Fantasy Diagnosis: The numbers say it all in baseball, and in this case it's obvious. Wake is still a valuable fantasy pitcher. You won't ever own him for his K/BB ratio, but he'll get you solid starts and usually have the run support to get the win. If you're behind in wins in your roto league, forget the fact he's almost 42 and pick him up.

Dave Bush: SP, Milwaukee Brewers

I'm including Bush because there were some questions about him in my weekly chat on Wednesday and many of you are probably watching him in your leagues. His last 2 starts are impressive and tempt you. We want to believe he's turned the corner, but he came back to hurt us last season like spoiled pizza (a college experience I had; never again). We've seen these types of outings before from Bush, and we know what's coming. Owning him is like playing Russian roulette with your fantasy pitching staff.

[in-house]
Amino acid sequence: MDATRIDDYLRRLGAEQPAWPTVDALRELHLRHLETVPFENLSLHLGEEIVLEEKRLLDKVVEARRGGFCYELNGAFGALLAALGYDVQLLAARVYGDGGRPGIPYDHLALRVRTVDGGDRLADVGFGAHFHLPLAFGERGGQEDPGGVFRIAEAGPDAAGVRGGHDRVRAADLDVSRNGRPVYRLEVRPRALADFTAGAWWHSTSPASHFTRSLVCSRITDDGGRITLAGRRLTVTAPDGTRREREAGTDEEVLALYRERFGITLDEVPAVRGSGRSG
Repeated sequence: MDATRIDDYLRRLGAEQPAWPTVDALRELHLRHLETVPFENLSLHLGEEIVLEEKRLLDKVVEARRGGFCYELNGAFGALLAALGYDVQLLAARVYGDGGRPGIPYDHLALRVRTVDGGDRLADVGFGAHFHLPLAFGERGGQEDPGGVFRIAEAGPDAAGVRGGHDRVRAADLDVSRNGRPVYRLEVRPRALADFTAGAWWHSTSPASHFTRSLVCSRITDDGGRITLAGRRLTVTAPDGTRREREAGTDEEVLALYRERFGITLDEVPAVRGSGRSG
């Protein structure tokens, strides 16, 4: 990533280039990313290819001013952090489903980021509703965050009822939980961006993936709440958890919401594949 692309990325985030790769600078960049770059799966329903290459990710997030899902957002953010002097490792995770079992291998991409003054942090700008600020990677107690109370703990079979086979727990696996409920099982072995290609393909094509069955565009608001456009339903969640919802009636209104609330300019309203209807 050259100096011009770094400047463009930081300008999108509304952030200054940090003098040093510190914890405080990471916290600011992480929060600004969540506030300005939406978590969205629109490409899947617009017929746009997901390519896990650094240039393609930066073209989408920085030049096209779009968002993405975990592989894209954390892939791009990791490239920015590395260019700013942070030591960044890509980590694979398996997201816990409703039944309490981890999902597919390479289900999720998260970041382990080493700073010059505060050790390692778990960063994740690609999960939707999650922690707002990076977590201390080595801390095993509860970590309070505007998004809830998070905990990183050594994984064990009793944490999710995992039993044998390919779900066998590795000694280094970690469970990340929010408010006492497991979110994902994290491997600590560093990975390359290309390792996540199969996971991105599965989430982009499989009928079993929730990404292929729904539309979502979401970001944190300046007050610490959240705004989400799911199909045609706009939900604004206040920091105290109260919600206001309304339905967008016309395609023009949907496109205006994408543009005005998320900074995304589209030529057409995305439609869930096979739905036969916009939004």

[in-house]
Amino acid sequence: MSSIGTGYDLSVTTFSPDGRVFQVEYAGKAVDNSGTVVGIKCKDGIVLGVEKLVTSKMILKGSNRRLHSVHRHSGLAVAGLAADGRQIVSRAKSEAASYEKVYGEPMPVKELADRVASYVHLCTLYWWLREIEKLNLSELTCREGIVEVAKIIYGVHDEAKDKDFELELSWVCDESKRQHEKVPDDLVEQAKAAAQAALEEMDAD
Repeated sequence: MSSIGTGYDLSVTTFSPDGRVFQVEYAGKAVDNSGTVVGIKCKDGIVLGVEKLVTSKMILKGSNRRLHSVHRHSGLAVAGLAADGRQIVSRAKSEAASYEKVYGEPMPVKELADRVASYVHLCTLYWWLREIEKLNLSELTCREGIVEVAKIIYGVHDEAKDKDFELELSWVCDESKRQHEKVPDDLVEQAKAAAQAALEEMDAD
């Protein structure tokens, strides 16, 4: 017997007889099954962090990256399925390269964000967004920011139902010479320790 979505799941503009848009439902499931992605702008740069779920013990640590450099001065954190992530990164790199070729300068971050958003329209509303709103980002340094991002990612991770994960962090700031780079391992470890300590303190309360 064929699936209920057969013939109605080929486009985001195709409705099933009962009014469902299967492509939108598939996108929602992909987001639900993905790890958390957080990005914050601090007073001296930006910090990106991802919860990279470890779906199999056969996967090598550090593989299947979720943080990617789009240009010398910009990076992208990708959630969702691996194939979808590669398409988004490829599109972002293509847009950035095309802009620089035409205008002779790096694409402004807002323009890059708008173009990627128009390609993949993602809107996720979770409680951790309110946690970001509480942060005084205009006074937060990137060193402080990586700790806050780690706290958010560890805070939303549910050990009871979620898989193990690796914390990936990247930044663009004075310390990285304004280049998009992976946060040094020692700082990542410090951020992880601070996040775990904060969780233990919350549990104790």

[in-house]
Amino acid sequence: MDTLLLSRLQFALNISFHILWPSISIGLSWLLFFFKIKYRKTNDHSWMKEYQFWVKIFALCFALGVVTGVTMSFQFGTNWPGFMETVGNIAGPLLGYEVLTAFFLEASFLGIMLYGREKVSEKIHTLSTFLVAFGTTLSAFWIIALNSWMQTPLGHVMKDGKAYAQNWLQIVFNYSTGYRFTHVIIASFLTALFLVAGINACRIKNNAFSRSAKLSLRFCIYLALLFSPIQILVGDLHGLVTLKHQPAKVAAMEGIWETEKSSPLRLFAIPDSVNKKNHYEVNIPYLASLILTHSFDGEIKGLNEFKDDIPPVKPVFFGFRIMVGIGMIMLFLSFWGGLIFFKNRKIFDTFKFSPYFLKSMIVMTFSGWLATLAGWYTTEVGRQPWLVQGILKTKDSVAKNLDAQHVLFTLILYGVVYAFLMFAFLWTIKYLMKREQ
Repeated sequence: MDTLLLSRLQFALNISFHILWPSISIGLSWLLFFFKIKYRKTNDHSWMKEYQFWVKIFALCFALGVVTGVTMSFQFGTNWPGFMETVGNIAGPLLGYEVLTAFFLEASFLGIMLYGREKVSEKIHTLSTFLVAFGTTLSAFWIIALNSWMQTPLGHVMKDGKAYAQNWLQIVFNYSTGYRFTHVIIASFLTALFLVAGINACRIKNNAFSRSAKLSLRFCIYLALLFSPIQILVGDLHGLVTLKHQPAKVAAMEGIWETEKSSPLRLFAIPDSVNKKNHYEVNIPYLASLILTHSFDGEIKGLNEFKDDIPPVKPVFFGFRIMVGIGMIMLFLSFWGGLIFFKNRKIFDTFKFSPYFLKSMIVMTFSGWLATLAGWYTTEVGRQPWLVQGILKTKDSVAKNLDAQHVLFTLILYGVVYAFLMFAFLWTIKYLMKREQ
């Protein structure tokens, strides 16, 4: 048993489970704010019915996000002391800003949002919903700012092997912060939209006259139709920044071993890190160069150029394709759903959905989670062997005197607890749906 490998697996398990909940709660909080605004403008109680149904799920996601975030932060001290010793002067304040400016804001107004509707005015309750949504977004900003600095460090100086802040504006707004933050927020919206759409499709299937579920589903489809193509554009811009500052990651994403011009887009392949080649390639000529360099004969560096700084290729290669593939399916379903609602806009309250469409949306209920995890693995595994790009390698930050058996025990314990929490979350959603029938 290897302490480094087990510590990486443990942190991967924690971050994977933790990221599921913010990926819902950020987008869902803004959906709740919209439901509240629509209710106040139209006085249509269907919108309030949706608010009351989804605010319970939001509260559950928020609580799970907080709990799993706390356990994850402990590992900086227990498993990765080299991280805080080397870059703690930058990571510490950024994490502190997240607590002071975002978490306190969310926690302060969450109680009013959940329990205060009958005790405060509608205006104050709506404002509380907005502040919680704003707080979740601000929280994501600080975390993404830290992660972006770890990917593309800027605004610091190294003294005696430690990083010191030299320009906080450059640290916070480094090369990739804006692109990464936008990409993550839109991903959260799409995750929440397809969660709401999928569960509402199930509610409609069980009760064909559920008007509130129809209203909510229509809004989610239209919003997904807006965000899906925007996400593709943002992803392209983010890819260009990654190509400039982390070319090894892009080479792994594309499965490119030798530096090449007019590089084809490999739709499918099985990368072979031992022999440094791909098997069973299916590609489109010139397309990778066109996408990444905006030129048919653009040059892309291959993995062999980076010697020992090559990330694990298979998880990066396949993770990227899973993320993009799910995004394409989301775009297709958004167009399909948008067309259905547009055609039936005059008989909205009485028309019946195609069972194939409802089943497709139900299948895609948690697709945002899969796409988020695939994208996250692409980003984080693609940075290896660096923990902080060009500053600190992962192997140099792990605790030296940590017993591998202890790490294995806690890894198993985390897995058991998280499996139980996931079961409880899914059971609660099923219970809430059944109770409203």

Fantasy Diagnosis: Call me a doubter, but I remain unconvinced. Bush is the ultimate fantasy frustration. He'll put together a few good starts in a row, and then implode as soon as you pick him up. Save yourself some heartache and avoid him. You will get good starts from him here and there, but he'll burn you along the way. If you must play the Dave Bush Dangerous Game, note the fact that his ERA on the road is more than double his ERA at home.

KEEP AN EYE ON

Brian Buscher: 3B/1B, Minnesota Twins